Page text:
Once the herbs are frozen solid, prepare quart-sized resealable plastic bags. Take the ice cube trays out, pop each cubed herb and place it gently into the plastic bag. Squeeze as much air as you can prior to sealing. Write the storage date then stick in the freezer.
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Freezing Fresh Herbs in Oil
Freezing in oil is perhaps the best technique when it comes to retaining the flavor of aromatic herbs. This is a great way to preserve hardier herbs such as rosemary, sage, thyme, and oregano. It is a great technique for freezing basil to make pesto as well!
The great thing about freezing herbs in oil is that you can customize the herbs to create your own flavor concoction. For instance, you can combine sage, thyme, and rosemary and freeze them in oil so you have instant flavoring for roast chicken!
One thing to consider when choosing this technique is the quality of the oil. For starters, you need to use oil that has a neutral taste. You don’t want the natural flavor of the oil to overpower the flavor of the herbs. Good quality olive oil is one of the best oils to use for this technique. The delicate flavor of the oil will enhance the flavor of the aromatics. If olive oil is not available, you can use coconut oil or melted butter.
After prepping the herbs for freezing, prepare several ice cube trays. Place the herbs into each ice cube slot and pour the oil. Make sure the oil is covering the herbs well. Stick in the freezer and leave to freeze for an hour or so.
When the cubed herbs are frozen stiff, prepare several fun-sized resealable plastic bags. Take the ice cube tray out of the freezer and pop each cubed herb. Place everything in the resealable plastic and squeeze out the air before sealing. Write the storage date then stick in the freezer.
Freezing Fresh Herbs in Broth
Yes, you can freeze fresh herbs using your choice of broth. You can use beef, chicken, or a mix of both, depending on the recipe. The steps are similar to freezing fresh herbs in oil, just prep the herbs then place them in ice cube trays. Pour the broth, just enough to fill each cube slot. Make sure the broth is covering the fresh herbs well.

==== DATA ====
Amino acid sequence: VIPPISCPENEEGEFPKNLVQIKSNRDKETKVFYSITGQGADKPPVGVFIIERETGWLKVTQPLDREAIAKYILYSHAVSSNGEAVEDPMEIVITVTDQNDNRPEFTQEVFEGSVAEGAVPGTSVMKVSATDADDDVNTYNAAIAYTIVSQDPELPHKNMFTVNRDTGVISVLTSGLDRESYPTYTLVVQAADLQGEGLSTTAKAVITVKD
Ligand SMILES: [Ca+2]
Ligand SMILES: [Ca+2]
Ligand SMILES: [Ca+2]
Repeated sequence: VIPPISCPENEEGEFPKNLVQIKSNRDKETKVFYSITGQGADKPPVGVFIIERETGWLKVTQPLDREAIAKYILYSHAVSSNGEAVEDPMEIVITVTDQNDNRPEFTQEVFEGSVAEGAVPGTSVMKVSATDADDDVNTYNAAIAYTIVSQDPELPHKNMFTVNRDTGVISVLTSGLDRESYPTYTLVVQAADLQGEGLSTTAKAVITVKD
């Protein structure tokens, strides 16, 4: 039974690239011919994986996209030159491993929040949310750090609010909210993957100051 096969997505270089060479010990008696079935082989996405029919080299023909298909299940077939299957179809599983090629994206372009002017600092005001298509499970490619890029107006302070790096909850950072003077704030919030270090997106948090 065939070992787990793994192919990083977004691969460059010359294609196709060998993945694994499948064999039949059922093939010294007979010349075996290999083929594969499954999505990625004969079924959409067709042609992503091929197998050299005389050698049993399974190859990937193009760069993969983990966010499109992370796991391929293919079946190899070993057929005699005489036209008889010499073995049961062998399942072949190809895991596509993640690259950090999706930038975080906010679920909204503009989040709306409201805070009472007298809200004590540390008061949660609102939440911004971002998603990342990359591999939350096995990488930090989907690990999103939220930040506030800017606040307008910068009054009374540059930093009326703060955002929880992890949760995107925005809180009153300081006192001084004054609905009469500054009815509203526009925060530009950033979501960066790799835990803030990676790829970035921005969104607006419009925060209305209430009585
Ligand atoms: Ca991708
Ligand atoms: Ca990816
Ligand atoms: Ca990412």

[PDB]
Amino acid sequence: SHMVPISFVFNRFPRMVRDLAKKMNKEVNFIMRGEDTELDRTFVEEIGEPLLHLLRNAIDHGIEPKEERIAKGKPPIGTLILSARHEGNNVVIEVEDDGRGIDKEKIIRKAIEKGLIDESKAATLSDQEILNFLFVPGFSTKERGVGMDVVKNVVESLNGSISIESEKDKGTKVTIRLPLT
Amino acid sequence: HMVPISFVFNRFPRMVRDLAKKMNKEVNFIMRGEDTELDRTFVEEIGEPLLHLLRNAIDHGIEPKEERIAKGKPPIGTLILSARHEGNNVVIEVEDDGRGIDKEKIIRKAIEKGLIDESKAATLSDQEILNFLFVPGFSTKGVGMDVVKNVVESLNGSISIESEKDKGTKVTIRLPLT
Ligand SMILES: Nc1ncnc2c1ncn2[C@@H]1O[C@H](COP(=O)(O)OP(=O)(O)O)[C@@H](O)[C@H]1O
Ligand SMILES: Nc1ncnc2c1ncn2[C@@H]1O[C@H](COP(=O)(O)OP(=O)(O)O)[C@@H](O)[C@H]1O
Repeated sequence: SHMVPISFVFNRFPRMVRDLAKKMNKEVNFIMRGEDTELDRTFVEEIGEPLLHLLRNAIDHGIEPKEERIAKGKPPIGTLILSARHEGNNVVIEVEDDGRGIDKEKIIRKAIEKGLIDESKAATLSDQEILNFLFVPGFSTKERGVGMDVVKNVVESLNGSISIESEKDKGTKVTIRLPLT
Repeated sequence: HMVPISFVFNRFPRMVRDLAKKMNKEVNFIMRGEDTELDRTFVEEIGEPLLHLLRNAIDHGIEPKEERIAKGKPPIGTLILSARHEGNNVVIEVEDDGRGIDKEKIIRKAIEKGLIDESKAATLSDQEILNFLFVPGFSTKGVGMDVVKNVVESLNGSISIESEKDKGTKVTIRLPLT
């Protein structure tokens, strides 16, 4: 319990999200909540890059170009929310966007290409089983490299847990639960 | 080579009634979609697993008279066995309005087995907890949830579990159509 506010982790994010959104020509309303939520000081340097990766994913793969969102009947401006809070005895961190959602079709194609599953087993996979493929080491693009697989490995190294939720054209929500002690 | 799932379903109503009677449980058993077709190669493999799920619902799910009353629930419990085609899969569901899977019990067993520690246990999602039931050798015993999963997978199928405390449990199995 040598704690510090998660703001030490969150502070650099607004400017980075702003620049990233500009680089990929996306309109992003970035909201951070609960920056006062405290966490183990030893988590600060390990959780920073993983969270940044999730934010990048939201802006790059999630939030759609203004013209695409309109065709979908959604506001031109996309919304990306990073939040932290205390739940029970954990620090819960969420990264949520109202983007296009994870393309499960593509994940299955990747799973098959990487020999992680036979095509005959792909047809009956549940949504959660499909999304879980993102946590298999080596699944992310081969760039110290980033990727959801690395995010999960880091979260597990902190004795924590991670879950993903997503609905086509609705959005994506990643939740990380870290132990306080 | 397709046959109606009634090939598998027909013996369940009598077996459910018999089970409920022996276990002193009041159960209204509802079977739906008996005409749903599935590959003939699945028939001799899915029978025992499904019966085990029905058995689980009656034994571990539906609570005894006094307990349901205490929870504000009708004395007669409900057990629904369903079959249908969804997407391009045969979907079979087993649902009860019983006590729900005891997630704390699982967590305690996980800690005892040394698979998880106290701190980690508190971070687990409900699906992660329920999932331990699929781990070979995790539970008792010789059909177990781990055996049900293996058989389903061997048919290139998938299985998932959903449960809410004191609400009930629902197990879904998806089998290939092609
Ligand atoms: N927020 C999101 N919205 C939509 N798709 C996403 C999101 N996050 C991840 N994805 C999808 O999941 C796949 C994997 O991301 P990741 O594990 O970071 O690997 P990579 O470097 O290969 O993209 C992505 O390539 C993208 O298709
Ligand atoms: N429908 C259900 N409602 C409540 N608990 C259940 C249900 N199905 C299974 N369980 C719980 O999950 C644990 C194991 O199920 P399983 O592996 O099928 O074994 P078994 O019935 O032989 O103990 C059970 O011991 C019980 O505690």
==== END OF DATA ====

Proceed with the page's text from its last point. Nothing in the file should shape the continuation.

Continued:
Stick the ice trays in the freezer and leave to freeze for 2 hours or so. Once the herbs are frozen solid, take the ice cube trays out of the freezer and pop the cubed herbs. Place everything in small resealable plastic bags, squeezing out the air before sealing. With a marker, write the storage date then stick in the freezer.
Freezing Specific Types of Herbs
If you’re freezing a specific type of herbs, check out our step by step guide below:
Dill is a soft herb that requires care when being prepped for freezing. Check out this guide to learn how to freeze dill right.
The tangy, zippy flavor of cilantro adds live to fresh salads and stir-frys. It’s also a common herb used in Mexican and Asian cooking. Here’s our guide on how to freeze cilantro.
From pizza to salads, the distinct aroma of basil adds a lovely dimension to any dish. But how to freeze basil? Check out this guide.
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Slow defrosting is best if you’re using the herbs to make salads, marinades, and seasonings. Defrosting frozen fresh herbs slowly is so easy; just transfer the container from the freezer to the fridge. Leave the herbs to thaw for several hours.
If you are using the herbs for cooking soups, stews, etc., there is no need to thaw the herbs at all. Just pop a portion of the frozen herbs in the pot and the herbs will thaw as the dish cooks.
Fresh herbs leave more room for experimentation. If you spend a lot of time in the kitchen, it pays to store fresh herbs properly for your next culinary adventure.
Freezing fresh herbs does require several steps but the time it takes to preserve these aromatics are certainly worth the effort. Now that you know how can you freeze fresh herbs, there is no need to worry about what to do with your leftover aromatics!